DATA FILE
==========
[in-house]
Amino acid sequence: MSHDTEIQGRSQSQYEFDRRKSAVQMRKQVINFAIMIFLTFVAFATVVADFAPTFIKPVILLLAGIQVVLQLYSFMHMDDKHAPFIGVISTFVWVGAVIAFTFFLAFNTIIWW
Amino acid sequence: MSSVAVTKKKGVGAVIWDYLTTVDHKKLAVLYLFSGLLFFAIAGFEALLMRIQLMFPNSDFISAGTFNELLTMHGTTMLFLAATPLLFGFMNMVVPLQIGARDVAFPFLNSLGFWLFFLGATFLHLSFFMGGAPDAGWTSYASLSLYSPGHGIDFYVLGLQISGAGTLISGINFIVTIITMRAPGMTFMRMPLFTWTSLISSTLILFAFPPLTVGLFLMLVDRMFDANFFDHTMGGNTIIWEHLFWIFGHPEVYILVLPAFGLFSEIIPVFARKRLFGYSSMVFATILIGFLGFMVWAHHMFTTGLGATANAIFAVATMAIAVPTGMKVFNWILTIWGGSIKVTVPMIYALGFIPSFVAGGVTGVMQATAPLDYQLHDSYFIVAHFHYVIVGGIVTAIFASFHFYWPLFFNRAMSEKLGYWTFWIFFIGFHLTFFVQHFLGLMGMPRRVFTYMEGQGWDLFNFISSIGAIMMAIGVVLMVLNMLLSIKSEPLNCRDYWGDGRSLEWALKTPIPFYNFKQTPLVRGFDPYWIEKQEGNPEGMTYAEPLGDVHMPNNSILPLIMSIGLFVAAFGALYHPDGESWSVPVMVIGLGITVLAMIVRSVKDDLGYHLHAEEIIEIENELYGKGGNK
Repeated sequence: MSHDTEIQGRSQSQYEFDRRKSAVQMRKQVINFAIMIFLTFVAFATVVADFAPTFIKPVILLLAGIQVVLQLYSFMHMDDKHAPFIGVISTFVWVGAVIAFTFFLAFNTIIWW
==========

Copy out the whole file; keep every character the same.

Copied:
[in-house]
Amino acid sequence: MSHDTEIQGRSQSQYEFDRRKSAVQMRKQVINFAIMIFLTFVAFATVVADFAPTFIKPVILLLAGIQVVLQLYSFMHMDDKHAPFIGVISTFVWVGAVIAFTFFLAFNTIIWW
Amino acid sequence: MSSVAVTKKKGVGAVIWDYLTTVDHKKLAVLYLFSGLLFFAIAGFEALLMRIQLMFPNSDFISAGTFNELLTMHGTTMLFLAATPLLFGFMNMVVPLQIGARDVAFPFLNSLGFWLFFLGATFLHLSFFMGGAPDAGWTSYASLSLYSPGHGIDFYVLGLQISGAGTLISGINFIVTIITMRAPGMTFMRMPLFTWTSLISSTLILFAFPPLTVGLFLMLVDRMFDANFFDHTMGGNTIIWEHLFWIFGHPEVYILVLPAFGLFSEIIPVFARKRLFGYSSMVFATILIGFLGFMVWAHHMFTTGLGATANAIFAVATMAIAVPTGMKVFNWILTIWGGSIKVTVPMIYALGFIPSFVAGGVTGVMQATAPLDYQLHDSYFIVAHFHYVIVGGIVTAIFASFHFYWPLFFNRAMSEKLGYWTFWIFFIGFHLTFFVQHFLGLMGMPRRVFTYMEGQGWDLFNFISSIGAIMMAIGVVLMVLNMLLSIKSEPLNCRDYWGDGRSLEWALKTPIPFYNFKQTPLVRGFDPYWIEKQEGNPEGMTYAEPLGDVHMPNNSILPLIMSIGLFVAAFGALYHPDGESWSVPVMVIGLGITVLAMIVRSVKDDLGYHLHAEEIIEIENELYGKGGNK
Repeated sequence: MSHDTEIQGRSQSQYEFDRRKSAVQMRKQVINFAIMIFLTFVAFATVVADFAPTFIKPVILLLAGIQVVLQLYSFMHMDDKHAPFIGVISTFVWVGAVIAFTFFLAFNTIIWW